# Diffraction Limit Discussion Continuation

Started 10 months ago | Discussions thread
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 Re: Cutting to the chase. In reply to Great Bustard, 10 months ago

Great Bustard wrote:

Jonny Boyd wrote:

The universal claim I'm disproving is that peak visible resolution always occurs at the same aperture.

You didn't disprove that the peak resolution always occurs at the same aperture, all else equal.

As I've repeatedly said, including in the post you quoted, indeed the very line you quoted, I'm referring to the peak visible resolution, not the peak resolution. There's an important difference.

At best, you've said that if the resolution is low enough and/or the photo is displayed small enough, there will be a large range of apertures where the loss of resolution either due to lens aberrations for apertures wider than the peak aperture or due to diffraction for apertures more narrow than the peak aperture, will not be noticed,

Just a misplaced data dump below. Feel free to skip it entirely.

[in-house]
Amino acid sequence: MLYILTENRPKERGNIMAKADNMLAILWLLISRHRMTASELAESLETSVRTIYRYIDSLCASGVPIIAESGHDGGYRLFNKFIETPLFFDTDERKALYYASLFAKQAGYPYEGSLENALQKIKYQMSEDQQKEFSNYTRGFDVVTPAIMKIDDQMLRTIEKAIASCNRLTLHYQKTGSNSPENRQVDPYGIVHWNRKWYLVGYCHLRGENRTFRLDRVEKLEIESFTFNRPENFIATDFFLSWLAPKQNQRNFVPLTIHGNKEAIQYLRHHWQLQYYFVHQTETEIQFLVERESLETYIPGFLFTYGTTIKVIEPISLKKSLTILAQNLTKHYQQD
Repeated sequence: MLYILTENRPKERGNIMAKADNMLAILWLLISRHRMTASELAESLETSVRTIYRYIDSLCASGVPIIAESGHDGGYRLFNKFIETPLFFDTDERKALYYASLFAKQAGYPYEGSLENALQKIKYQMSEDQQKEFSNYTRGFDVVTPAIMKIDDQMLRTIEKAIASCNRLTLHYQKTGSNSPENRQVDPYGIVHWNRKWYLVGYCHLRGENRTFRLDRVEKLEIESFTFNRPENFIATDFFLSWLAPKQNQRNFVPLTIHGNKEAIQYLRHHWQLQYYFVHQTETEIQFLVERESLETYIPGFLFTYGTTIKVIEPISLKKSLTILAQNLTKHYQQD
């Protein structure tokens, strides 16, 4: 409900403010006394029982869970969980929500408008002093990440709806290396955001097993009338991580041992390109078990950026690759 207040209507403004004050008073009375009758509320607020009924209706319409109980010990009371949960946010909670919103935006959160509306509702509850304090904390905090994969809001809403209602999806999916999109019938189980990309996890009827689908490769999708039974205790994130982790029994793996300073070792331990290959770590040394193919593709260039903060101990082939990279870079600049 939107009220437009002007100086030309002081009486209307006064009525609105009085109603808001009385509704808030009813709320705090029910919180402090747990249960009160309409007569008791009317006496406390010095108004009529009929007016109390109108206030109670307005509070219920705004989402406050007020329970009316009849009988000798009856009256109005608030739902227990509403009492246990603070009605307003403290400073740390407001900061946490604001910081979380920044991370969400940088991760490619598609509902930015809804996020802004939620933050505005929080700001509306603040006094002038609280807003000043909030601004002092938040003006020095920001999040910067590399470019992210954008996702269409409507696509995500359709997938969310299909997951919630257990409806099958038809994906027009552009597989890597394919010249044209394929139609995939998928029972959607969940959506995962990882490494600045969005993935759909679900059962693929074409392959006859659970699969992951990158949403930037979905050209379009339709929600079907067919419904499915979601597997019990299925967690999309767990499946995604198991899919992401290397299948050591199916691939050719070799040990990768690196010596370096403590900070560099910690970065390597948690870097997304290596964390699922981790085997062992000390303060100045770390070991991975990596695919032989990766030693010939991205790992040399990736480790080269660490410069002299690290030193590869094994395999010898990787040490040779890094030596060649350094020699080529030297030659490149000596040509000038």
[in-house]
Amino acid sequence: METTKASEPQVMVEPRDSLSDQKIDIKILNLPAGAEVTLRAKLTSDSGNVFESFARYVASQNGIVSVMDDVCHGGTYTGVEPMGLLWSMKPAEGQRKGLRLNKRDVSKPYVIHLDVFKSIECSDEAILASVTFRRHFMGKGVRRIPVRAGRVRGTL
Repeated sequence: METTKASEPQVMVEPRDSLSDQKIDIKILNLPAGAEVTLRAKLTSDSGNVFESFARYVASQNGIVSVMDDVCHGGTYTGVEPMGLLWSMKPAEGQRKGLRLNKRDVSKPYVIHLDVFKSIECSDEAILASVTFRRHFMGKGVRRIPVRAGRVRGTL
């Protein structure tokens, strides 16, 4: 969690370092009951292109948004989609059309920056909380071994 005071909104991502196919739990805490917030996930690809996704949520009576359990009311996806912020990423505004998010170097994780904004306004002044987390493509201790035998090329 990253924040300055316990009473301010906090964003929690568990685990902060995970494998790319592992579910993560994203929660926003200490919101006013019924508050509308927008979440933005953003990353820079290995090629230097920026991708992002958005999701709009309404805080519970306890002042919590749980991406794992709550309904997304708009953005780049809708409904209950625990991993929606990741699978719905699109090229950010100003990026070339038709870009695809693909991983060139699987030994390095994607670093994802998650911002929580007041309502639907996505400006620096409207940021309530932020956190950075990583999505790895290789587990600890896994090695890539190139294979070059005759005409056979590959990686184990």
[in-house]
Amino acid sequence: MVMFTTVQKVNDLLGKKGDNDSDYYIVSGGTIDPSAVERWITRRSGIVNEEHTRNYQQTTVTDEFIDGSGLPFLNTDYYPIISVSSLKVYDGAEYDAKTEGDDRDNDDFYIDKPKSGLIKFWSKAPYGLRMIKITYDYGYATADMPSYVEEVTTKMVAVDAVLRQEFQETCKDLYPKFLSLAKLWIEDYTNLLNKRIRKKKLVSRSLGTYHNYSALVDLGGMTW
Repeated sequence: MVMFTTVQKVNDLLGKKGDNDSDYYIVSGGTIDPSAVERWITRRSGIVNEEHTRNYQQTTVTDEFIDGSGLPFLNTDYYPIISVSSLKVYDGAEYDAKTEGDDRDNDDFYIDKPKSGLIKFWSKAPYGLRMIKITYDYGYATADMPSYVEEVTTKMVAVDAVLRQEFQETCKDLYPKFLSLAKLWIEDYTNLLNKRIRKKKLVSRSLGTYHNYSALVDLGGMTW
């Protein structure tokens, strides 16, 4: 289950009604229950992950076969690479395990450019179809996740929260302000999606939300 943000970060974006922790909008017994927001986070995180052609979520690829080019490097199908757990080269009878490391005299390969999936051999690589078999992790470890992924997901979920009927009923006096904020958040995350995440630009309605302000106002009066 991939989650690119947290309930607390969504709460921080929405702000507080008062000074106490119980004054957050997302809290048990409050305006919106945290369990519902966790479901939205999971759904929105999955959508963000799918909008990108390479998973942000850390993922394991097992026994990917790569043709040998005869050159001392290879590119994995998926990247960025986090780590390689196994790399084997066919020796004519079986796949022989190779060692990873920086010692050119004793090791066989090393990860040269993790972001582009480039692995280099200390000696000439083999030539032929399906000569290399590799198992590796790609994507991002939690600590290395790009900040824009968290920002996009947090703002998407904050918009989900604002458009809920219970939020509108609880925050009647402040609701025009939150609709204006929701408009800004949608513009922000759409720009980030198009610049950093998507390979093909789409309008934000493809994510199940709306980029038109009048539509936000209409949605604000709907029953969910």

That's exactly what I've been claiming the whole time in this thread.

none of which has anything, whatsoever, to do with being "diffraction limited".

Diffraction causes a decrease in resolution, agreed?

When resolution drops due to stopping down from the peak aperture, that is due to diffraction, agreed?

At the aperture at which diffraction is reducing resolution, you can say that diffraction is limiting the resolution of the final image, agreed?

If resolution appears to be the same at an aperture smaller than the peak aperture then diffraction doesn't become the dominant factor in limiting resolution until later than the peak aperture, agreed?

Therefore, for practical purposes, as far as the eye can see, a system where resolution visibly drops immediately after peak aperture is more limited by diffraction than a system where the visible drop happens later. Agreed?

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